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Systematics: Carbon in Aquatic Plants

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  1. Systematics: Carbon in Aquatic Plants

  2. Why do we care? • Food Web Dynamics • Ancient [CO2]aq and pCO2 concentrations • Cell Mechanisms (diffusion/assimilation) in different marine environments

  3. Why are there variations in 13C of aquatic plants? Water Temperature pCO2 and [CO2]aq Growth Rate Cell Size and Geometry Type of Organism Active vs. Diffusive Inorganic C uptake CCM (CO2 concentrating mechanisms)

  4. 13C variances with Temperature and Latitude Lower 13C values found in cold, southerly latitude Antarctic waters Less variability shown in Arctic waters

  5. Stable carbon isotopes in marine organic matter vary significantly over geologic time. Cretaceous sediments are thought to have existed in a time with elevated CO2 levels. First study to show relationship between phytoplankton 13C and CO2 concentrations.

  6. Temperature vs. Latitude and Temperature vs. pCO2 pCO2 has highest variability at coldest temperatures; however high pCO2 found at all temps Colder at higher latitudes

  7. 13C vs. [CO2]aq [CO2]aq =  x pCO2 [CO2]aq is dissolved CO2 concentration;  is solubility constant (a function of temp) Greater fractionation at higher [CO2]aq and colder temps

  8. Cretaceous [CO2 ]aq [CO2]aq =  x pCO2 Today [CO2]aq~ 20 M @ T = -2 to +2°C To calculate Cretaceous atmospheric CO2 concentrations: 1) Low productivity Cretaceous ocean 2) 32°C Cretaceous ocean 3) Modern Antarctic ≈ Cretaceous Atlantic 13C (low) 4) Similar 13C means similar [CO2]aq Plug and chug! Low latitude Cretaceous ocean >800 pmv 2 - 13 x higher than prior estimates

  9. Why are there variations in 13C of aquatic plants? Water Temperature pCO2 and [CO2]aq Growth Rate Type of Organism Cell Size and Geometry Active vs Diffusive Inorganic C uptake CCM (CO2 concentrating mechanisms)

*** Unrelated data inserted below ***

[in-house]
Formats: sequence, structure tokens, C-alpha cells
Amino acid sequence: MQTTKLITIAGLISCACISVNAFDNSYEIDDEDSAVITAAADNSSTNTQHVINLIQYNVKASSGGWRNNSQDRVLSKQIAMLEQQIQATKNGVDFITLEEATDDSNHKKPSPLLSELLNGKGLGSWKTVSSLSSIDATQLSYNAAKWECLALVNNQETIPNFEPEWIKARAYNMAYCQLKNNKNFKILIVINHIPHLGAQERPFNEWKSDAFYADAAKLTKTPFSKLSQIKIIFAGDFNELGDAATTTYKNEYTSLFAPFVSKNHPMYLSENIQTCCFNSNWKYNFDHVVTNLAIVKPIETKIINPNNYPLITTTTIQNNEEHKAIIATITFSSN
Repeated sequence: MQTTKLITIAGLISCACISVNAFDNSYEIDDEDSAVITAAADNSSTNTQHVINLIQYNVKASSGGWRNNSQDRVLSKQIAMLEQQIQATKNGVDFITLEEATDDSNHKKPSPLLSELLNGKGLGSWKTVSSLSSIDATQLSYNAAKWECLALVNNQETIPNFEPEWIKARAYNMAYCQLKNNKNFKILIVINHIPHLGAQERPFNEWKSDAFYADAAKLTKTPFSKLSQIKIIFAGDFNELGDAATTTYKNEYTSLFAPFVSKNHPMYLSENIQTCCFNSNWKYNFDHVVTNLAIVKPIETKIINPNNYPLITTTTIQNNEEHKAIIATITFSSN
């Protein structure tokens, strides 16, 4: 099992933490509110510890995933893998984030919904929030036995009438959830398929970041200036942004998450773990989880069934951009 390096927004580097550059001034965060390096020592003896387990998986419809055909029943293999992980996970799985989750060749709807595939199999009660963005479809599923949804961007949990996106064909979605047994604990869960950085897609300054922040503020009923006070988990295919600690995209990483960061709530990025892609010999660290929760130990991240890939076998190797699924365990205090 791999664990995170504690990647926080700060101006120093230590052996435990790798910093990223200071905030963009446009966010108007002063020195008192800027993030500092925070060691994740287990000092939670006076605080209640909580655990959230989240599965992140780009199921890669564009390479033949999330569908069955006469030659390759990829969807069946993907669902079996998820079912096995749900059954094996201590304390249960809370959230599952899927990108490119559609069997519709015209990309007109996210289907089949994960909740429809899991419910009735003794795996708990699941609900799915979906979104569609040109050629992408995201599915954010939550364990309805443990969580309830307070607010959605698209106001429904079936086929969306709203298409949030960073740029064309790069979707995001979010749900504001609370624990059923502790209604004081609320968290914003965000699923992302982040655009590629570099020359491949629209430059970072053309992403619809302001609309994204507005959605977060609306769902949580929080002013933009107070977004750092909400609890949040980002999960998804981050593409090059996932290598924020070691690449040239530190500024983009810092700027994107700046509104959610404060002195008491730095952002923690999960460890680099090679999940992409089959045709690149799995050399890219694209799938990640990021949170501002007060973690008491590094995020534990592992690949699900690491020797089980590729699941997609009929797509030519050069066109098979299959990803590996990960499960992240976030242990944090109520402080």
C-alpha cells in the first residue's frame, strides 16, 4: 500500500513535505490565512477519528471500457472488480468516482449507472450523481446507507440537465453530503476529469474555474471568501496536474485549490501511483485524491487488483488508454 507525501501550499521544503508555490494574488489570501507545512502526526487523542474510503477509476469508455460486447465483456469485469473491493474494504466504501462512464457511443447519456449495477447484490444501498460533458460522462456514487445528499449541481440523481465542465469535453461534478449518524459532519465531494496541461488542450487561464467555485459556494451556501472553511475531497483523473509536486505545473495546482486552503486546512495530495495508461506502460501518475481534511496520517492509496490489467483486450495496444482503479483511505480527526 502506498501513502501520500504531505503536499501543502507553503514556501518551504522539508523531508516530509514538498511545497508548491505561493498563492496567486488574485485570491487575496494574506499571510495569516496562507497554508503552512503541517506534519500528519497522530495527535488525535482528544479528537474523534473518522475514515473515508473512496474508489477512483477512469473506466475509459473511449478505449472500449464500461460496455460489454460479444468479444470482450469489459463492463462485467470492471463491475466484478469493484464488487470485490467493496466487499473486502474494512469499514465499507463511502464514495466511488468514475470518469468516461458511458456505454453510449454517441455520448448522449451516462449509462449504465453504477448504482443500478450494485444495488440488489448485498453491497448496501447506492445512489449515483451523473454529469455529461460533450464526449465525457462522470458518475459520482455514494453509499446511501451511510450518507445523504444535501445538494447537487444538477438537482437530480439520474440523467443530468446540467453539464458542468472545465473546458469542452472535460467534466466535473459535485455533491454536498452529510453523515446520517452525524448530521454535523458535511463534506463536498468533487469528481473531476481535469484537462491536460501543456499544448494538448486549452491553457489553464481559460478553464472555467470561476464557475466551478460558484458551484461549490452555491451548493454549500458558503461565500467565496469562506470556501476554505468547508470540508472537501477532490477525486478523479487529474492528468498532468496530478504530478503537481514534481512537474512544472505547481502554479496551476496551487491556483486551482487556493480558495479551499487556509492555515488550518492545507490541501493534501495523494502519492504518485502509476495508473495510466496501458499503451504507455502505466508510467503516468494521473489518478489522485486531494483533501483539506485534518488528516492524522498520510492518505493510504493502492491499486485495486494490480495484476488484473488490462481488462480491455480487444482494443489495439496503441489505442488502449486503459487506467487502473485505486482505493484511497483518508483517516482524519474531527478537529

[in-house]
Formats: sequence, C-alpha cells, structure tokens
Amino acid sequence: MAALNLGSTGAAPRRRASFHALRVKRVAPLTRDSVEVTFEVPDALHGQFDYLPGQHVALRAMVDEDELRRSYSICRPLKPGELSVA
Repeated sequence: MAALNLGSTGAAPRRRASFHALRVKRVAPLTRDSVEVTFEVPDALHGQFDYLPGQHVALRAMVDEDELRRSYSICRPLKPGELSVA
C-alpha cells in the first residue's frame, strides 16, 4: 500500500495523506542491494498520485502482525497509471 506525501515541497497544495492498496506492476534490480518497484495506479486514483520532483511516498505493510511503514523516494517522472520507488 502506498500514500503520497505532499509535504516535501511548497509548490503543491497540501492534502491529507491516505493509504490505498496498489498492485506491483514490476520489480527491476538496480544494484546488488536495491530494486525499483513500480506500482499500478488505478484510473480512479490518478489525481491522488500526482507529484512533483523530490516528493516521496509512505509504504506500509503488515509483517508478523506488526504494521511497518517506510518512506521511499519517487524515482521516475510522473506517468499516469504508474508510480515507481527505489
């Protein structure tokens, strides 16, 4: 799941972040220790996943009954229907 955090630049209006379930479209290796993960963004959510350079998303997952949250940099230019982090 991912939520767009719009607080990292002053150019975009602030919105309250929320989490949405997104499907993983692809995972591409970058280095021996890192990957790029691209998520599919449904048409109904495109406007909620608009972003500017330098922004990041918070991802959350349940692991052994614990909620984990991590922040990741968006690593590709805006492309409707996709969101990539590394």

10. Cultured diatom to test growth rate CO2 variability. Measure p (aka isotopic discrimination factor) p = 1000(e-p)/(1000+p) p = 1000(-1) Phaeodactylum tricornutum

  11. CO2 (g) CO2 (aq) Dissolution (Henry’s law, T dependent) Rubisco + -carboxylase carboxylations εp = 25-28‰ when growth rate  0 Equilibrium εHCO3/CO2 = +9‰ @ 25°C H+ + HCO3- CO2 (aq) + H2O H2CO3

  12. Growth Rate vs. Fractionation Low CO2 = Faster growth rates = Lower p Remember: Rubisco + -carboxylase carboxylations εp = 25-28‰ when growth rate  0

  13. Predicted growth rate based off [CO2]aq to be 0.58 d-1. That is almost identical to mean values in the Eq. Pacific (0.585 d-1). Mid-range p values suggest that plankton are not actively transporting carbon (unless <10mol CO2)

  14. “Cell size effects may change slope of p vs /[CO2]aq sufficiently to invalidate growth rates determined from p and [CO2]aq, but these cases are likely to be the exception rather than the rule.” Cell Volume of diatom in this study = 100m3 Average plankton has diameter = 1 m

  15. Hmmm..is Cell Size really not an issue?

  16. Why are there variations in 13C of aquatic plants? Water Temperature pCO2 and [CO2]aq Growth Rate Type of Organism Cell Size and Geometry Active vs Diffusive Inorganic C uptake CCM (CO2 concentrating mechanisms)